- Liaise with bus companies and other authorities to tackle criminal damage and antisocial behaviour
- The BusTag operation works closely with London's 23 bus operating companies who together have a team of 70 CCTV analysts who go through thousands of hours of footage every year to pin point images of alleged crimes
- The key to their successful investigations is through applying a forensic-style methodology to CCTV image identification. A disc of images will then be handed over to BusTag officers who will:
- View the footage and establish that an offence has taken place
- Establish clear images of the suspect
- Take the best image and circulate it as a Powerpoint picture
- Circulate images to police boroughs, schools and newspapers
- Once a suspect has been identified they will be arrested by dedicated BusTag arrest team
- In February 2007, Operation BusTag was awarded first prize in The Annual Problem Solving Award - collaboration between the Metropolitan Police Service, The Metropolitan Police Association and the Safer London Foundation. It is aimed at recognising community policing that responds to local needs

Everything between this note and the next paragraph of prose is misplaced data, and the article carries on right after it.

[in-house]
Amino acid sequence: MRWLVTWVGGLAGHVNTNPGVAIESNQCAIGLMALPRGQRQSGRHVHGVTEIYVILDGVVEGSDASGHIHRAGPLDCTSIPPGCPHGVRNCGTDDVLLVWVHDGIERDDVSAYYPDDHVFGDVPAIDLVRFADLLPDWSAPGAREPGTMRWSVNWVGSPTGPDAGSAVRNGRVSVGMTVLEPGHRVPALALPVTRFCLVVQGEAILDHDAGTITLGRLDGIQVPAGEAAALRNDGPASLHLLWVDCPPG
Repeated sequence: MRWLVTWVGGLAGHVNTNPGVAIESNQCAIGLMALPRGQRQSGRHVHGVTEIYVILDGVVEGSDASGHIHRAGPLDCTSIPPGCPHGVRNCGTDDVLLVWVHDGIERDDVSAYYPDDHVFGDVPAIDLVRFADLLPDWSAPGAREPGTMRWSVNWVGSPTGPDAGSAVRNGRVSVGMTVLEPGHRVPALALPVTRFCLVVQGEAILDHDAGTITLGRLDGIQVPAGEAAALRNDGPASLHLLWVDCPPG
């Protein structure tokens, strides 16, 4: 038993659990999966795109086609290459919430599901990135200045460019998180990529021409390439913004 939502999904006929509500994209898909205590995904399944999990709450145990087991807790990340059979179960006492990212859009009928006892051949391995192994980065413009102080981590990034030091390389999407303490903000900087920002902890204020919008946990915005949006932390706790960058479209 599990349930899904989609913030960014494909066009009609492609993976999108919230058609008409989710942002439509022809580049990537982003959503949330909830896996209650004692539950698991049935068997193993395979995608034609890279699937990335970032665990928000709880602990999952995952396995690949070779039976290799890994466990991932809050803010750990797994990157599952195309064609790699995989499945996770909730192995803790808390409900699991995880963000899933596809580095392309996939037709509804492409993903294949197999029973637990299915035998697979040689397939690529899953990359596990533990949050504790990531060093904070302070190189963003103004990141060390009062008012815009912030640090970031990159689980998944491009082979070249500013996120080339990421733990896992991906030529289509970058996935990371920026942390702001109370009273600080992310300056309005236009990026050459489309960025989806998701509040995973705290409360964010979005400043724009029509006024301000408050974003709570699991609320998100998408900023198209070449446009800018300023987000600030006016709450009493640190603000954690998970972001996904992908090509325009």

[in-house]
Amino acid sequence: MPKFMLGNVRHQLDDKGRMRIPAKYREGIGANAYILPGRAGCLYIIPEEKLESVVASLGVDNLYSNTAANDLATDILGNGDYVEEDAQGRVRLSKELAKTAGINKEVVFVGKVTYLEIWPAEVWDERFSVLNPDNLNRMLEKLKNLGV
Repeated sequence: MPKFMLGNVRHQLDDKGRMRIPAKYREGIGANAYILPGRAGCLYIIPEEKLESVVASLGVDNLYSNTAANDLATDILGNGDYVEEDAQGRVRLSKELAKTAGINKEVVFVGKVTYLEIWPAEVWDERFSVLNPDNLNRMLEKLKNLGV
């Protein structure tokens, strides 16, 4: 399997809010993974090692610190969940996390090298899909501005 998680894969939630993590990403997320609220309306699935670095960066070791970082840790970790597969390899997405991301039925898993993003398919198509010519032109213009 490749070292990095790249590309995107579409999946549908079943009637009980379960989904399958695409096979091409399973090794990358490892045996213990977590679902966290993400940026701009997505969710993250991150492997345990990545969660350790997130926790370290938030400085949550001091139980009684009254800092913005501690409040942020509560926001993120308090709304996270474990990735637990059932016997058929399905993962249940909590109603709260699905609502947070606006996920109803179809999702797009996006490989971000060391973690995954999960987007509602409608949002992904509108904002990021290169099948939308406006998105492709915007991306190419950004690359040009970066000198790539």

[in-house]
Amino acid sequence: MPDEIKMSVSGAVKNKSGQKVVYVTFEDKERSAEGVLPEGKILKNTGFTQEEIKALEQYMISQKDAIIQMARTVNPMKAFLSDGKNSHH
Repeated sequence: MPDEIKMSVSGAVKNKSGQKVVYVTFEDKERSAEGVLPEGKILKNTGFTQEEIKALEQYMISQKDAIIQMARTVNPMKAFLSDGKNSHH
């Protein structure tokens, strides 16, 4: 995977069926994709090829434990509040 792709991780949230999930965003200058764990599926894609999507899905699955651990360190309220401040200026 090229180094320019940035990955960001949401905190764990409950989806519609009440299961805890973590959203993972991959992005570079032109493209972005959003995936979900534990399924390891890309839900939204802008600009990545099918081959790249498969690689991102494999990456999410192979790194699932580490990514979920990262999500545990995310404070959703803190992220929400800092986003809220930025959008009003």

- In December 2007, Operation BusTag received a CrimeStoppers Award for police officers who have shown initiative and dedication when acting on information received from CrimeStoppers that leads to an arrest or conviction
- Some of the protocols, practices and procedures put in place by Operation BusTag to deal with CCTV from the London Bus Operating Companies are being adopted by other Police Forces
- BusTag officers have also delivered presentations on Bus CCTV and how to make best use of it to visiting Police and Transport Authorities from France, Germany, Spain, Netherlands, Holland, Canada, Taiwan and Korea
- The Metropolitan Police's Transport Operational Command Unit was set up in 2002 to fight crime on buses, tackle illegal taxi touts and assist with the control of traffic congestion. There are now more than 1,200 uniformed officers in the unit which is funded, at a cost of around £68m a year, by TfL
- London Buses carry 6.4 million passengers a day on around 700 routes across the Capital. They remain a low crime environment but TfL is not complacent. The safety of staff and passengers is a top priority, and antisocial behaviour will not be tolerated on our buses